Though at the time of his recent interview with IRJ, the government had yet to announce the specifics of its green transport investments, Desjardins-Siciliano was confident enough in his new railway project to call it a “poster child” for national economic and climate policy. Via’s CEO laid out the project’s economic, social and political rationale, as well as key technology parameters that will find expression in eventual invitations to bidders.
“We believe this is to be a transformational project that will change the way Canadians move within the densely-populated economic corridor between Quebec City and Windsor, Ontario,” Desjardins-Siciliano says. “The first phase would start with, at a minimum, Montreal, Ottawa and Toronto, although extensions to Quebec City and Windsor can be included initially or soon thereafter. Because it is such a transformational project, we believe it will be looked upon favourably by our new shareholder.”
Via Rail’s “new shareholder,” of course, is Trudeau’s Liberal Party government. The railway, like Amtrak in the US, is owned entirely by taxpayers, though that burden could be shared with direct investments by the pension funds, which would share both the risks and the returns on their investments.
“This project aligns perfectly with the government’s environmental, social and economic agendas,” Desjardins-Siciliano says. “It is a low-cost project; it aims at accessibility and affordability for Canada’s middle class; it creates a knowledge corridor for the more than 500,000 post-secondary students who live within it; it will reduce car congestion on the highways by the equivalent of 5 million car trips per year. That, in carbon production, is like taking 2.4 million cars permanently out of the car pool.”
Low-cost? Yes indeed, to those who correctly consider $C 4bn ($US 3.06bn) to be a bargain for a 600km railway, with 18 daily departures each way. The financial magic in Via’s Corridor plan is that there is no technological mystery to it: it eschews the cost and environmental disruption of high-speed rail in the Japanese, Chinese and European fashion. Instead, it relies on out-of-the-catalogue technologies to provide “fast and frequent” service that will easily outrun private passenger cars, but not pointlessly compete with airplanes.
Assembling the right-of-way and building roadbed, trackage and signalling will cost $C 2bn. Via already owns more than 200km of the route, having previously acquired CN’s and Canadian Pacific’s Coteau, Quebec, to Brockville, Ontario, main lines via Ottawa.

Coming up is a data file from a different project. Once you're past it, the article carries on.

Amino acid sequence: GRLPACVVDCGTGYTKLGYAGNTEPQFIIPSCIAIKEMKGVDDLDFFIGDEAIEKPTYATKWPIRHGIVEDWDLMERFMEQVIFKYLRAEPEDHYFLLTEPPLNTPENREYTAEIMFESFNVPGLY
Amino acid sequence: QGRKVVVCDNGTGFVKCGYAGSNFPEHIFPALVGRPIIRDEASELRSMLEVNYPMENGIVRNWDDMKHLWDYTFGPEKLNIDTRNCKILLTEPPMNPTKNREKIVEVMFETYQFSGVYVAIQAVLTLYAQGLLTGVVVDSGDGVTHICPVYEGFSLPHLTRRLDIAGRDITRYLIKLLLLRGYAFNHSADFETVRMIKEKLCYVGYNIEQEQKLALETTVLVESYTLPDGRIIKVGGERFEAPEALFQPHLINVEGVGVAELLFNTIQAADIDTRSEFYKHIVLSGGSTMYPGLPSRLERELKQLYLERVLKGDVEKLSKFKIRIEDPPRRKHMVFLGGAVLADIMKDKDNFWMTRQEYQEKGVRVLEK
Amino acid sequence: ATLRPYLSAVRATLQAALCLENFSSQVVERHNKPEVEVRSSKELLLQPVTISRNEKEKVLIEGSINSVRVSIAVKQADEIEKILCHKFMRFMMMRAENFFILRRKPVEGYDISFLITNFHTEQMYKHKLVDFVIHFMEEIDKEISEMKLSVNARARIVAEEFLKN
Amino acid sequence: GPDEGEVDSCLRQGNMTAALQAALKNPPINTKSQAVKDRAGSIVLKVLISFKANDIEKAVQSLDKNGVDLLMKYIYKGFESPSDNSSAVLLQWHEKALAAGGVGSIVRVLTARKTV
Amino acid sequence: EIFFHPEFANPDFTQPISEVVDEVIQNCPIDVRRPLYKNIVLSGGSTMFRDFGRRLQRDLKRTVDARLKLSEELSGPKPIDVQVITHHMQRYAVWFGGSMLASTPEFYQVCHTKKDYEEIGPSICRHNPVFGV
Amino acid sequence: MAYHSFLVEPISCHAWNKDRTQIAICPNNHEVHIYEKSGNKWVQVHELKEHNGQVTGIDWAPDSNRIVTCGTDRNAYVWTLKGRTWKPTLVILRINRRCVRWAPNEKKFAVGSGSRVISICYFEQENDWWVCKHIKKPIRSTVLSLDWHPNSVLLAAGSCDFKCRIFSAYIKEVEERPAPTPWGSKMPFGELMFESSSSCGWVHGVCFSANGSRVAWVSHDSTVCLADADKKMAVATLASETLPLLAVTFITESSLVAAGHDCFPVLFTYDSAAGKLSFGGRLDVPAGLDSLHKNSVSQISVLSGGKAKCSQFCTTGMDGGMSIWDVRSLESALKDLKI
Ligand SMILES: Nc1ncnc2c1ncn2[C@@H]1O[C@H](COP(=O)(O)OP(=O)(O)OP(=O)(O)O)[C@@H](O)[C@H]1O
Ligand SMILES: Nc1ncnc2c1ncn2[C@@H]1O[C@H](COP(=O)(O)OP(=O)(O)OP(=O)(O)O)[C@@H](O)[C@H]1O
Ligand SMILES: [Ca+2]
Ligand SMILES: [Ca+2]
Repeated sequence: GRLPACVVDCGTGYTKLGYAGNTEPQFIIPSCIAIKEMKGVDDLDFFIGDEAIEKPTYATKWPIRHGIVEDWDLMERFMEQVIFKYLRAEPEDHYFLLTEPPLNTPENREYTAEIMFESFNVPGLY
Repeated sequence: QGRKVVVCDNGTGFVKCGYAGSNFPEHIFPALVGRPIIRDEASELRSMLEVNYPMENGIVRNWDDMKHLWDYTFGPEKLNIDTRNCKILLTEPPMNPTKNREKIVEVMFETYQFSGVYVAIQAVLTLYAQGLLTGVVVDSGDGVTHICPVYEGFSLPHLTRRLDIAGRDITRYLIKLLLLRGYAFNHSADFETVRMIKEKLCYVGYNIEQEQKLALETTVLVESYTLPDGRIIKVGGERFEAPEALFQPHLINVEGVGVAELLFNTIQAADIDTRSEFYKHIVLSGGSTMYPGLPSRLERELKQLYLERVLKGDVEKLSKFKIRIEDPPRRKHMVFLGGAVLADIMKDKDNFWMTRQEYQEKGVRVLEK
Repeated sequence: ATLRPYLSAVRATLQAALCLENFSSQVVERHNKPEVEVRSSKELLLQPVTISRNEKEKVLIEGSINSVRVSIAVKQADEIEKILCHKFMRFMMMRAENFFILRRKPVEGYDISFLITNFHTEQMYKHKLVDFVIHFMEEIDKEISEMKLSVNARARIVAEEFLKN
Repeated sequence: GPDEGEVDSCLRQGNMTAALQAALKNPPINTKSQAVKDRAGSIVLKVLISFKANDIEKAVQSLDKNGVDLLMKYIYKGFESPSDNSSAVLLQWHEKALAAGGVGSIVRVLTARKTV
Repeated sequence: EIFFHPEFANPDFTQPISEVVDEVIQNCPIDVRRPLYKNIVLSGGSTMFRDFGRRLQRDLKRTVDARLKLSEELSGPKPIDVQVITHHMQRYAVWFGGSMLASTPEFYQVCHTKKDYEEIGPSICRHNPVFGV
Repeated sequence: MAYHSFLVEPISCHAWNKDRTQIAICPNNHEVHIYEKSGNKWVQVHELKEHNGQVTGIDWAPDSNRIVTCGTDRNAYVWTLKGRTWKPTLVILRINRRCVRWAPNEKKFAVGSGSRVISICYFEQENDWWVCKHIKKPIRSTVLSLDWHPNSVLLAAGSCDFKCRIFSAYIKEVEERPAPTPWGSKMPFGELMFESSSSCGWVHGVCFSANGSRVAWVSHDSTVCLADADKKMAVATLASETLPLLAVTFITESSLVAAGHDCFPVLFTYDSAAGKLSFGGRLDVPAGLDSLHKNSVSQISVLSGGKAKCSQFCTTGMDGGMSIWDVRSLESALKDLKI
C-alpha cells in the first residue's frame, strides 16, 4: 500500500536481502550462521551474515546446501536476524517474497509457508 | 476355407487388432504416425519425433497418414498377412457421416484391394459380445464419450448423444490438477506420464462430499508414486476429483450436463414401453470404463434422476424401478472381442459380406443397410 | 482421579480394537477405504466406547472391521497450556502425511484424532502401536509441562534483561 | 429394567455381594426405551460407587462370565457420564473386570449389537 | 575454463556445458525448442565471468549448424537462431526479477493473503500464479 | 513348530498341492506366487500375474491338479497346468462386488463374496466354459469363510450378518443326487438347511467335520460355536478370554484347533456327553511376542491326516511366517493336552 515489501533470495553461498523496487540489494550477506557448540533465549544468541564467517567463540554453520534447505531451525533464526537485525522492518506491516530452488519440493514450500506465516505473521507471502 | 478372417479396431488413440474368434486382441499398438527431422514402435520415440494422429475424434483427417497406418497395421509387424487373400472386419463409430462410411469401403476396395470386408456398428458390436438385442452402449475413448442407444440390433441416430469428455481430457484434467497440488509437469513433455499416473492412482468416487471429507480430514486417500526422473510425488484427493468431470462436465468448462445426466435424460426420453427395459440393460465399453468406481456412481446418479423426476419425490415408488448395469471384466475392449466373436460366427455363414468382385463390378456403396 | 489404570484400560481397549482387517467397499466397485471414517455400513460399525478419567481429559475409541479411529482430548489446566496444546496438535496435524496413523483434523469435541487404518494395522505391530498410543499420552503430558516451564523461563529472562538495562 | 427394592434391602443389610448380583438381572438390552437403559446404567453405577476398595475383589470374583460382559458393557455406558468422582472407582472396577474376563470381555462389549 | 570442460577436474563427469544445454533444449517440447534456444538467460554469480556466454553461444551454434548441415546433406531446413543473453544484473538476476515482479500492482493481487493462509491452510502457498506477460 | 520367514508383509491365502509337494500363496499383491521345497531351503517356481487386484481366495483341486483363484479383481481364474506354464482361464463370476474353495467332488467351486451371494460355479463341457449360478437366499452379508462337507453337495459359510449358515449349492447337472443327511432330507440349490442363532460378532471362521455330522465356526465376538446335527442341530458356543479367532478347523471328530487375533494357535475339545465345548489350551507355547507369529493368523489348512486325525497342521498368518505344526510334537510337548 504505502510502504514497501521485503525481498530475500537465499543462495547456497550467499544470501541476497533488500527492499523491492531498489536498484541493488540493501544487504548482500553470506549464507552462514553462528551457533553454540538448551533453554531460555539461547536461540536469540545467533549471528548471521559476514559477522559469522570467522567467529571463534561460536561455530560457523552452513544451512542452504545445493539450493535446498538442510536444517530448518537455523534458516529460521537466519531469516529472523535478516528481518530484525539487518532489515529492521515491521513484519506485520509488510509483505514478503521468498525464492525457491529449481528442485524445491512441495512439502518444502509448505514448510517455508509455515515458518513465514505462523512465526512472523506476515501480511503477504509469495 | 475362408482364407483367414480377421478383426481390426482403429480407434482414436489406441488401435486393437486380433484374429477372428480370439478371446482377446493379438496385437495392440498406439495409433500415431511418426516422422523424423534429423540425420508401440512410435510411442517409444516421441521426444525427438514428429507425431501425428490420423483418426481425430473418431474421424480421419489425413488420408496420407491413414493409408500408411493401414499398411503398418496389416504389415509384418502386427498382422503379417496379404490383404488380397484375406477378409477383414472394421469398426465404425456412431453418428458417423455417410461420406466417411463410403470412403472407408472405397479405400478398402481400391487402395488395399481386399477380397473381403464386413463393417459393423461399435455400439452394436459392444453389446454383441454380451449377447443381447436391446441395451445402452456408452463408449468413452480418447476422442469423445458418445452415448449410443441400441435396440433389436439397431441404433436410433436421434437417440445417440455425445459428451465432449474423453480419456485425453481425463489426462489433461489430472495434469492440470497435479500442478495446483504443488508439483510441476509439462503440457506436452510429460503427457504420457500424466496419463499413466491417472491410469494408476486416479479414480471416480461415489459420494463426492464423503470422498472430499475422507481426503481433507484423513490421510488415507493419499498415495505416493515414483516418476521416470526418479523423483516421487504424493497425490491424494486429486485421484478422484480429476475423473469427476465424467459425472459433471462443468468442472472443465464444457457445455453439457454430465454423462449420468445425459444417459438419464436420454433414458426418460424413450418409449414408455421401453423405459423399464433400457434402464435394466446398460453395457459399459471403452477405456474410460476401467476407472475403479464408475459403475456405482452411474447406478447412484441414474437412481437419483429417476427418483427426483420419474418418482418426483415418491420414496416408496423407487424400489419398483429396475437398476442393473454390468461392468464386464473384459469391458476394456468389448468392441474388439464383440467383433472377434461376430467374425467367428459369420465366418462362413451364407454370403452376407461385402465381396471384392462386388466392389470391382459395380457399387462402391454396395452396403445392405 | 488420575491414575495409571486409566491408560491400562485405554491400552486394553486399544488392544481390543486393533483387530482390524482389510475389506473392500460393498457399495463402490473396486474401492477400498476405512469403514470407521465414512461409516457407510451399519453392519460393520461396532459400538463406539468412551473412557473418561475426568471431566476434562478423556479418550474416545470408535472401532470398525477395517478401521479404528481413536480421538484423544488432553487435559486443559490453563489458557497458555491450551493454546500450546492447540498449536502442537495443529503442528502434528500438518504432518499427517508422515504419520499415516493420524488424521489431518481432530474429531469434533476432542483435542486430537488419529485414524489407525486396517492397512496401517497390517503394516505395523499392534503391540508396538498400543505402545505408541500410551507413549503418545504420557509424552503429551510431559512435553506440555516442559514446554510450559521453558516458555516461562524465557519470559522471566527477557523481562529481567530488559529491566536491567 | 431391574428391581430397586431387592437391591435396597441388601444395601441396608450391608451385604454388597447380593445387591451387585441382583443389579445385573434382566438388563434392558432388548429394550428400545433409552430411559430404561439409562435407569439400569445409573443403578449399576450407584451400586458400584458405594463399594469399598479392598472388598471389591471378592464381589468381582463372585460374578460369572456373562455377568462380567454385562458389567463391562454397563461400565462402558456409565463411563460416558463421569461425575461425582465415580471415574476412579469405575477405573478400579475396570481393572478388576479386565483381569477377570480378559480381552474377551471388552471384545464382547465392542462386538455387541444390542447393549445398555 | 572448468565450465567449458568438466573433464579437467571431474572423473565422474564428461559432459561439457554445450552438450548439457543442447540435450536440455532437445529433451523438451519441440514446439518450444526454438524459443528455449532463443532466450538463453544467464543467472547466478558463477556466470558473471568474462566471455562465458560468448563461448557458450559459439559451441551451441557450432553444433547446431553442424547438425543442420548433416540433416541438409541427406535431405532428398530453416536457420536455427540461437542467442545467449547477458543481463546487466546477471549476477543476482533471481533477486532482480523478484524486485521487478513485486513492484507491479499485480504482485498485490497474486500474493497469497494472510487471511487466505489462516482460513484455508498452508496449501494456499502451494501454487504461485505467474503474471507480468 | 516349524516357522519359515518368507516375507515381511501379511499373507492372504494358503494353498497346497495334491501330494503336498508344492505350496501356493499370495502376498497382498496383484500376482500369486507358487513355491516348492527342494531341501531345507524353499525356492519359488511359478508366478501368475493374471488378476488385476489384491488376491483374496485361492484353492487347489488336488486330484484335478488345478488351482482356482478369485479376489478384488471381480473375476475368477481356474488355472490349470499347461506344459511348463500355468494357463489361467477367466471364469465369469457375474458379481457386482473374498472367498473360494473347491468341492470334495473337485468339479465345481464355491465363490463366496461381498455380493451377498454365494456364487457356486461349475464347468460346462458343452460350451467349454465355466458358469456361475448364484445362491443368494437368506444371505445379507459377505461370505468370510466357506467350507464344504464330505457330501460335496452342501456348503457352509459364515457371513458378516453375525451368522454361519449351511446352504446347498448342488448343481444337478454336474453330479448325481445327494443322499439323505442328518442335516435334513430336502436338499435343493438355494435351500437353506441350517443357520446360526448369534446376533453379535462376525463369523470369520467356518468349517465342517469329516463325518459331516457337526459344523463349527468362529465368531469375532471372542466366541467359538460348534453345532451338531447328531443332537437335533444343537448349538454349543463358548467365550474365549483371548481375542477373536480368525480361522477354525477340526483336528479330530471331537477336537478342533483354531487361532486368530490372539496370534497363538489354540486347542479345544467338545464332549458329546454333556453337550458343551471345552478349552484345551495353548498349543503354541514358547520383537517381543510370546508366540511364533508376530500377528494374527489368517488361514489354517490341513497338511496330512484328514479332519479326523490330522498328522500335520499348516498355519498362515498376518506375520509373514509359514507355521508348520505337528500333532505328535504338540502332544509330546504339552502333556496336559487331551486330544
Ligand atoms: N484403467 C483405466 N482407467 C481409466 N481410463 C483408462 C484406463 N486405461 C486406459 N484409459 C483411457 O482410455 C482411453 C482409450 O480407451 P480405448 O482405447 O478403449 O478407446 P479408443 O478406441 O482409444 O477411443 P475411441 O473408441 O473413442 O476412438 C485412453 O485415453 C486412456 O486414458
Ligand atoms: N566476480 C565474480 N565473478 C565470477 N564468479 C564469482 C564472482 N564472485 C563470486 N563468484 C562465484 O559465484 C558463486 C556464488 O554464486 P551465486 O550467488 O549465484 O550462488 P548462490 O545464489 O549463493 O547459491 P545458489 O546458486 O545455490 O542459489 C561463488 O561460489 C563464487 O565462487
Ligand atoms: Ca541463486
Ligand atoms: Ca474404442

As recently as the end of 2015, Via purchased the Smiths Falls to Brockville portion of the line from CP, after investing some $C 20m in tenant improvements over the years, including new passing tracks, curve realignments and centralised traffic control. CP retains its Smiths Falls freight yard and running rights to connect with its Montreal - Toronto main line. That, perhaps, is a model for additional purchases of under-utilised freight lines between Montreal, Ottawa and Toronto. Via anticipates acquiring a mixture of low-traffic freight lines and abandoned rights-of-way.
The shopping list for locomotives and passenger cars adds up to another $C 1bn. After courageous experiments with untested technologies including whining, aircraft-engined turbo trains and finicky LRCs, Via will opt for tried-and-true trains that will cruise at 180km/h.
The final billion-dollar tranche actually makes the project a more irresistible deal for a government determined to meet its international commitment to cut greenhouse gases. The corridor will be, by far, the longest electrified railway in Canada and the second longest in North America - drawing clean, green power from existing hydroelectric facilities in Quebec’s far north.
While electrification was a nice option in the 1.0 version of Desjardins-Siciliano’s vision, it became a must-have upgrade in light of Trudeau’s ambitious commitments at the December climate change conference in Paris.
“Whether to electrify is less an operating issue than a broader national policy choice,” Desjardins-Siciliano says. “The operational advantages of electrification are not really material in terms of time savings or energy costs. But I think we will all agree that it is the right thing to do. If our shareholder is keen on reducing Canada’s carbon footprint, then electrification is a natural.”
Electrification certainly makes sense in Canada, but why not, while we are at it, opt for “true” high-speed rail (300-320km/h) instead of higher-speed (180-220 km/h) service operating on a more “conventional” right-of-way?
“The potential for a good return on investment is determined by the cost at entry, not the price at exit,” Desjardins-Siciliano says. “The price of entry here is much lower than that for a high-speed project. Therefore, your potential for a better return is greatly enhanced. The $C 4bn price tag drives 7 million passengers a year—up from 2 million, now. That compares with a $C 10-$C 12bn investment in high-speed that would only drive 10 million passengers.